.htaccess is amazing! If you haven’t read the introduction to .htaccess, check that out first (Unless you already know the amazing things .htaccess can do). Remember that .htaccess files are used only on Apache web servers.
Creating a .htaccess file can be tricky, as some systems don’t want the name to start with a dot. For example, Chrome OS and Windows do not allow it at all! Fortunately, your FTP software allows it, and that is all that matters. Once you create the file in your FTP software, you can download it to your computer and edit it there (Sometimes, however, the system still won’t like it. For example, Chrome OS removes the dot, making it useless). The solution? Build your .htaccess file on your computer, but name it “htaccess.txt”. After you are done creating or editing it, upload it to your web server, then rename it to “.htaccess”.
IMPORTANT! Permissions for .htaccess files must be set to 755. Check your CHMOD settings if your .htaccess is not working properly.
Many systems don’t allow filenames starting with a dot, so that restricts how we can create a .htaccess file. We can get around it though, so here are the steps again in case you missed them, or got confused.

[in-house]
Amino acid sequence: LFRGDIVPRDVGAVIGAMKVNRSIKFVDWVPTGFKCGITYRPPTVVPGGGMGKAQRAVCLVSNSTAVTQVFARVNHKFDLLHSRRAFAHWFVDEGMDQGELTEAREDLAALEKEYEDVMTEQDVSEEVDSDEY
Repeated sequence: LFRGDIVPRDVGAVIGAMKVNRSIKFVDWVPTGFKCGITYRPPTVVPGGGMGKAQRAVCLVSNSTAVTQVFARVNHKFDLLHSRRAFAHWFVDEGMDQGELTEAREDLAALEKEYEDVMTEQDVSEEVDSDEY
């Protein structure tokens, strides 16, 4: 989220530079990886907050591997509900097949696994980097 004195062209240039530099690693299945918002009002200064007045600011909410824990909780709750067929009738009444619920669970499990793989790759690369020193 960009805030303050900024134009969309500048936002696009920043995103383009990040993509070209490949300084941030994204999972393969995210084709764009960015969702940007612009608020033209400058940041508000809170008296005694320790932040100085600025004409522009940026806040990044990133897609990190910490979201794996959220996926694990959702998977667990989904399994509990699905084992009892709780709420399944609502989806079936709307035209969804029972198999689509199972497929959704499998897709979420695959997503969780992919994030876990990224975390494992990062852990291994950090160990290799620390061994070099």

Note: An .htaccess file located in a sub-directory overrides any duplicate rules from previous .htaccess files. For example, if you have a .htaccess file located in the root defining a 404 and 403 error page, and another .htaccess located in the “test” folder defining only a 404 error page, any files and folders in the “test” folder will use the 404 page defined in the "test" .htaccess file, and the 403 page defined in the root .htaccess file.
Just like creating a .htaccess file, sometimes you have to get around restrictions (If you're lucky enough to not run into any, just download the file, edit it, then re-upload it!). If you need to edit it, and files starting with a dot are restricted by your OS, remember to rename it back to “htaccess.txt” before downloading! Here are the steps again, just in case you got confused.
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